Was über mich in diesem Video gesagt wird von Beschimpfungen bis hin zu sehr derben Anschuldigungen und Unterstellungen, das ist alles eigentlich nebensächlich. [...]

Was aber wirklich schwerwiegend und problematisch ist, das sind die Ideen des Machtmissbrauchs, die Ideen zum Umgang mit österreichischen Steuergeldern und natürlich auch das Verständnis gegenüber der Medienlandschaft in unserem Land. Die FPÖ schadet mit diesem Verhalten dem Reformprojekt und dem Weg der Veränderung. Sie schadet auch dem Ansehen unseres Landes...

Vor allem – und das ist aus meiner Sicht aber das Schlimmste – habe ich in den heutigen Gesprächen mit einigen Vertretern der Freiheitlichen Partei nicht den Eindruck gewonnen, dass ein wirklicher Wille da ist, die Freiheitliche Partei abseits der beiden Rücktritte auf allen Ebenen zu verändern. Und ich glaube, das wäre nach den Vorkommnissen der letzten Tage mehr als nur notwendig... [...]

Ich glaube, dass das derzeit mit niemandem möglich ist. Die FPÖ kann es nicht, die Sozialdemokratie teilt meine inhaltlichen Zugänge nicht, und die kleinen Parteien sind zu klein, um wirklich Unterstützung sein zu können.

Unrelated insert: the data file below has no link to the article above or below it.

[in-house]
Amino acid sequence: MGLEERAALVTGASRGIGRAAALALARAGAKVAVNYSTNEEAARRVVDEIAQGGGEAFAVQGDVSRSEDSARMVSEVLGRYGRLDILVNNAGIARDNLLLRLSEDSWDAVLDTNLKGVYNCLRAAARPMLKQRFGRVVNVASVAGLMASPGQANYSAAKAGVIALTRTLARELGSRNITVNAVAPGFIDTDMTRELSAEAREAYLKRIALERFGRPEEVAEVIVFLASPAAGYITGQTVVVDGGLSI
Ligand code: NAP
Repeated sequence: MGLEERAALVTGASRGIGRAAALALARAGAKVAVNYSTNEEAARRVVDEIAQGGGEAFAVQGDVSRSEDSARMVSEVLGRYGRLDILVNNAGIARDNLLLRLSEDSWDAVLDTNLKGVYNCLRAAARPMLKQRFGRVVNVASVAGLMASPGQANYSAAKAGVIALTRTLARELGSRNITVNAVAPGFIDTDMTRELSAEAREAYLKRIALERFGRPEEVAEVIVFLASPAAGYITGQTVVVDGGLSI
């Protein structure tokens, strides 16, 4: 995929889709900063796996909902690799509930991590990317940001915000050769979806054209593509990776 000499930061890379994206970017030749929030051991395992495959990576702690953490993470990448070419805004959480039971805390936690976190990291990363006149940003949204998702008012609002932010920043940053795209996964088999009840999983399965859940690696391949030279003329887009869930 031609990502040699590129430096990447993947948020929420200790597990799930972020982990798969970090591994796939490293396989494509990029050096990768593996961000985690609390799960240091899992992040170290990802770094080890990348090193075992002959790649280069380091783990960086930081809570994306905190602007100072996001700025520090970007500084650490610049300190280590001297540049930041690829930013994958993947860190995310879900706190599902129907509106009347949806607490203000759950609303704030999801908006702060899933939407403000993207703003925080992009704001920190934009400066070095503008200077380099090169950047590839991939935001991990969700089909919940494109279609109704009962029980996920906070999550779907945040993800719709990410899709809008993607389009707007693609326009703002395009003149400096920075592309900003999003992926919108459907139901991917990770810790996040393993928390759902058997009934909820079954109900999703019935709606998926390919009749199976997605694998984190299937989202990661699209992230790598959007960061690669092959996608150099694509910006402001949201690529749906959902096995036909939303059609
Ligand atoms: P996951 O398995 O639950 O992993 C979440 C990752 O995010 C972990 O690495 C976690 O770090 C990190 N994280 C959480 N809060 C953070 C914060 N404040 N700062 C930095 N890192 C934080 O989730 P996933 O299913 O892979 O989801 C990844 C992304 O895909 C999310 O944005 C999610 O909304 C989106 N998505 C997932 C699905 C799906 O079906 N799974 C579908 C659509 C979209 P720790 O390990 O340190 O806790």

To summarize, Kurz is happy about the work he did with the FPÖ, but he had to endure a lot – racism, vicinity to far-right extremists, other recurring issues.

Despite this, he wanted to keep working with the FPÖ until the video. The insults and insinuations in the video are only incidental, but what is problematic for him is the abuse of power, the handling of tax payer money, and the handling of the press. This – according to Kurz – hurts the image of his country.

Additionally, he did not have the impression that members of the FPÖ want to change the party to the better.

As to why he didn't negotiate a new alliance: The FPÖ is out, the social democrats don't share his political ideas, and the other parties are too small.


According to the Zeit, there were some negotiations about keeping the coalition, but Kurz wanted the far-right minister of the interior Herbert Kickl to step back as well. Kickl, like the FPÖ in general, had ties to Putin, which may have been one of the problems; Germany for example reduced its cooperation with Austrian intelligence services out of fear that information would be given to Russia.